In general to save money and improve your chance for nice experiences, I would avoid bigger cities as much as possible in favor of small towns, rural areas, parks and forests, and wide open spaces.

I have never tried the couchsurfing mode -- but I definitely suggest you invest in a tent and a good air mattress (and maybe an ice chest and small butane stove). Also, look into youth hostels -- esp the ones run by the non-profit Hosteling International organization; there are 120 of these in 35 states (I'm reading from the website here...) -- and these cost around $25 a night, and may help you meet some like-minded fellow travelers.

Here's the HI Hostels URL:

I wouldn't really recommend you buy a camper, at least until you find out how you like to travel (And $4000 will rent a lot of motel rooms!) I like being outdoors, and have a camper myself, but usually end up sleeping outside in my tent -- the air is fresher, for sure. Alternating some nights tent camping with a few motel stays is a reasonable balance.

Before you set off on this six-week odyssey, I'd suggest you try some shorter trips, to learn how to pack / unpack and generally get in the road tripping spirit -- a couple long weekends will be good training for your summer marathon!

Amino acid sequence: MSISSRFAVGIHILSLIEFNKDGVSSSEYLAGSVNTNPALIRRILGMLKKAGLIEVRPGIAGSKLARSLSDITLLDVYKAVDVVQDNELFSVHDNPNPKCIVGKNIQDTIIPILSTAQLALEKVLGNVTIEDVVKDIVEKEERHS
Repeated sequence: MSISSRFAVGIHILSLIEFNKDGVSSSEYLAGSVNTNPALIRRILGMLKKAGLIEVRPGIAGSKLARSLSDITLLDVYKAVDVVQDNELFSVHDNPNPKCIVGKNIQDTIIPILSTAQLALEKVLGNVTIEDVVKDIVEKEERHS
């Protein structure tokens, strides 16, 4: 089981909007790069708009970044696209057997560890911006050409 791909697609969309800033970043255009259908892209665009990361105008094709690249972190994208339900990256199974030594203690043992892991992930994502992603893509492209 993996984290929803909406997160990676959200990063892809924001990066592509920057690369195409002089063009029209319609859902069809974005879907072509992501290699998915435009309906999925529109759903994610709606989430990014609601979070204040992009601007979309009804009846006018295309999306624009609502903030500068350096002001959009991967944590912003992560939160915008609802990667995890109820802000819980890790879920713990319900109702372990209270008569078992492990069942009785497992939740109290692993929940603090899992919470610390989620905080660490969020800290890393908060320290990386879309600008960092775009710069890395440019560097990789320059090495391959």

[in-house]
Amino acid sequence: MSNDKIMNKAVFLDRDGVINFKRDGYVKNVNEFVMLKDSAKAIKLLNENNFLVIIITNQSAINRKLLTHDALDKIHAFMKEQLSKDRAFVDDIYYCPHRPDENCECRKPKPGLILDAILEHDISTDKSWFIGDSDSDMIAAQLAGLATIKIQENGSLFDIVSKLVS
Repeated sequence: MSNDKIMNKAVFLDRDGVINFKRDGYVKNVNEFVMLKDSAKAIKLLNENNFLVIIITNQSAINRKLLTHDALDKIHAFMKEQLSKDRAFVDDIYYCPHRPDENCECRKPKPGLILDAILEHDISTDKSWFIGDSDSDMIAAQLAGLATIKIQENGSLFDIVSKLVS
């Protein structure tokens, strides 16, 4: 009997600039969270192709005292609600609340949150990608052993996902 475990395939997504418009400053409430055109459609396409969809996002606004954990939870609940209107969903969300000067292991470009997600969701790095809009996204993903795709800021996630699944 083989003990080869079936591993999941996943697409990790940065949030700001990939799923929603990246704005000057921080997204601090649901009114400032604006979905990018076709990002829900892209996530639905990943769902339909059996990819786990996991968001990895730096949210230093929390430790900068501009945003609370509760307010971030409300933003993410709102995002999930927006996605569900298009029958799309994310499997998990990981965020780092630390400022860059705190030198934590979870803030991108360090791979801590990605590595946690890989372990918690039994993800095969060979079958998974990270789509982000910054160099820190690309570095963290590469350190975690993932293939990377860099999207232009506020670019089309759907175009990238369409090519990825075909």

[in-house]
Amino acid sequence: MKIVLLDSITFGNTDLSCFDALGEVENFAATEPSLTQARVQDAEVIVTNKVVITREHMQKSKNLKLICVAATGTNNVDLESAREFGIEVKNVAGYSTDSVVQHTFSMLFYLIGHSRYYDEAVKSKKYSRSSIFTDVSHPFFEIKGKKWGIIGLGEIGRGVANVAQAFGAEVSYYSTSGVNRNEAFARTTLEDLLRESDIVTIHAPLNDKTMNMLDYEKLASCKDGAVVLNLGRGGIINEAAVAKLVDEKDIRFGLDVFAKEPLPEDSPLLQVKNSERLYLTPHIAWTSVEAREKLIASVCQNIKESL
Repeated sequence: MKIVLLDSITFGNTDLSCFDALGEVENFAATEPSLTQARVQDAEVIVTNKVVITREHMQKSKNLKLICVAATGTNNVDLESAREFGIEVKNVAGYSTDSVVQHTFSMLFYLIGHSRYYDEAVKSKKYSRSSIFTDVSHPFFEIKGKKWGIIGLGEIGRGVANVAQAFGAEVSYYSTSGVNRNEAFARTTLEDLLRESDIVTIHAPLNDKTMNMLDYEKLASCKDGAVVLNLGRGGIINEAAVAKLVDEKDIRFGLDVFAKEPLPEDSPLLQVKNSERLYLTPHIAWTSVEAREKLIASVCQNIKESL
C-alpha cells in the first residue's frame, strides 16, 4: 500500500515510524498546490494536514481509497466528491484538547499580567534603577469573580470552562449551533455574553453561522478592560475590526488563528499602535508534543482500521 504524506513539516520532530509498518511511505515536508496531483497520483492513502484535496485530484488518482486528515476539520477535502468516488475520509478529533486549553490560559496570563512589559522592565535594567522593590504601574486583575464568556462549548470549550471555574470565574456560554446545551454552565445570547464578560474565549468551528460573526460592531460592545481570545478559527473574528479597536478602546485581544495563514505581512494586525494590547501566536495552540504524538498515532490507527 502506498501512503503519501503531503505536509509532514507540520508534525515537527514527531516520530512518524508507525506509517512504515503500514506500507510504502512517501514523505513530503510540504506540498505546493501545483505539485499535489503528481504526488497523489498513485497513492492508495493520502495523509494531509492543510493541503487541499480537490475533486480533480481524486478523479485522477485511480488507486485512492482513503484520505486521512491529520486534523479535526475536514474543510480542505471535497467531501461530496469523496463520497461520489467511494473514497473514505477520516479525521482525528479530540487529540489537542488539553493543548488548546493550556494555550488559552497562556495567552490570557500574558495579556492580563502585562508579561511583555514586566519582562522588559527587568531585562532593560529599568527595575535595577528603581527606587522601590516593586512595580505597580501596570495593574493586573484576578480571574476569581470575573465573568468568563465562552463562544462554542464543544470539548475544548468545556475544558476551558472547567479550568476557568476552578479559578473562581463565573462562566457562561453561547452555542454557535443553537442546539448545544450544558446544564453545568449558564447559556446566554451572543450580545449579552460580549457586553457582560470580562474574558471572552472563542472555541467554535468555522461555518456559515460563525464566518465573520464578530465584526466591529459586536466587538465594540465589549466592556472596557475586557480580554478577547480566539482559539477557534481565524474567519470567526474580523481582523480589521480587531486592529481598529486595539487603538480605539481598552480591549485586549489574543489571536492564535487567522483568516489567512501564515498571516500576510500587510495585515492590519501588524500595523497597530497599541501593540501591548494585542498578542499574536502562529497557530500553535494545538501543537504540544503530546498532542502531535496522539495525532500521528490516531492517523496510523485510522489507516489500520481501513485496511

Also, for your big trip think about encouraging a few friends and / or family members to come meet you in places along the way -- this will help you establish an itinerary, and will break up the solitude (six weeks is a long time to be on your own.)

OK, these are some thoughts -- hope they help you make the trip a great one!

Drop me a line and let me know what you get up to.

Happy Trails,

Jamie Jensen
Road Trip USA


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Blogger *Kozziosko* said...

that's some great advice! I'm an Australian looking at doing a very similar trip next year but with a friend. Ok I'm going to buy your book :)

8:01 PM  
Blogger Dallas said...

In 2008 I did an 8 week road trip from Ontario to NY, NJ, PA, VA, WV, KY, TN, AK, TX, NM, AZ, UT, NE, CA, ID, WY, MT, ND, and MN.

I went with another girl and we camped the whole way. I wouldn't do it any other way. It is definitely cheaper and you get to experience the outdoors, meet people and save money on food because you can cook (if you have a small propane stove and other camping gear).

Hotel rooms are all the same. Camping in the desert is different than camping in the mountains, etc.

We stayed in state parks and national parks the whole way with an exception of 3 hotel rooms. 1 night we stayed in Murfreesboro, TN the night before the Bonnaroo Festival, we stayed a night in Austin, Texas and a night in Nevada because we were driving late.

Feel free to contact me if you have any other questions or advice.

my roadtrip photos are on there too.


12:15 PM